Naval Songs & Ballads - online book

3 Centuries Of Naval History In Shanties & Sea Songs With Lyrics & Notes

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in June 1761; Martinique was taken in February 1762, and Grenada, St. Lucia, and St. Vincent with Martinique.
' As soon as this news to the French King was brought He immediately put on his mourning coat, Saying " Where shall I go or where shall I run ? They've ruined my nation, alas, I'm undone."'
The New Song on the Taking of Martinico thus pictures its effect:
' And now for Jack Spaniards we'll show them a dance. And humble their pride as well as proud France.'
War had been declared against Spain on Jan­uary 4, 1762, and the squadron which had helped to reduce Martinique now joined an expedition sent from England under Sir George Pocock and the Earl of Albemarle, and laid siege to Havana. The city fell on August 13, 1762, and a ballad on its capture is printed on p. 223. It is remarkable for the badness of its metre and the correctness of its historical details (see Entick, v. 363-385; Clowes iii. 245). With this capture the war ended. The preliminaries of peace were signed on November 3, 1762, the definitive treaty on February 10, 1763.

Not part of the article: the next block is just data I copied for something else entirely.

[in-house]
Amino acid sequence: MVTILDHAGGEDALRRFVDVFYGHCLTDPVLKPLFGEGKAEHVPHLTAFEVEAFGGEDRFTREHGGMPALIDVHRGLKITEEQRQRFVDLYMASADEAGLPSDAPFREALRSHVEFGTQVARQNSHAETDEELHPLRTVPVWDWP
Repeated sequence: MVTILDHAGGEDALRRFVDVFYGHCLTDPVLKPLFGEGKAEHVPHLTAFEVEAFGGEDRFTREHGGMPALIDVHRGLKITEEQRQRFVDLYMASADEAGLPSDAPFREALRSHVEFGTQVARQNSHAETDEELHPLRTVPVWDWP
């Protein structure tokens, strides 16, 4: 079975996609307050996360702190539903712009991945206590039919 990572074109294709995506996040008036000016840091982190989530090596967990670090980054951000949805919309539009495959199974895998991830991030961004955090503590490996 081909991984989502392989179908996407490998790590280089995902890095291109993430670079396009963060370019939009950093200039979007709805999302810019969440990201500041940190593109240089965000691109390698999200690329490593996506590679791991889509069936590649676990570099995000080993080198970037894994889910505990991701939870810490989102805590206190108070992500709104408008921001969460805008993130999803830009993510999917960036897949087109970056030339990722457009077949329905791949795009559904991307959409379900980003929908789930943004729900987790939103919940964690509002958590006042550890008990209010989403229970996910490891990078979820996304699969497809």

Peace was welcome news to the sailors. A ballad called The Sailors' Dialogue, evidently written about this date, expresses their views. ' When all the ship is paid, we'll lead a merry life,' says Jack, and rejoices with Tom over the prospect of a full pocket and plenty of drink (p. 227). It gave them additional satisfaction to think that their officers would not be equally pleased. What Jack thought good news was bad news to admiral, cap­tain, and lieutenant, as the ballad called Dis­tressed Men of War sets forth at length (p. 228).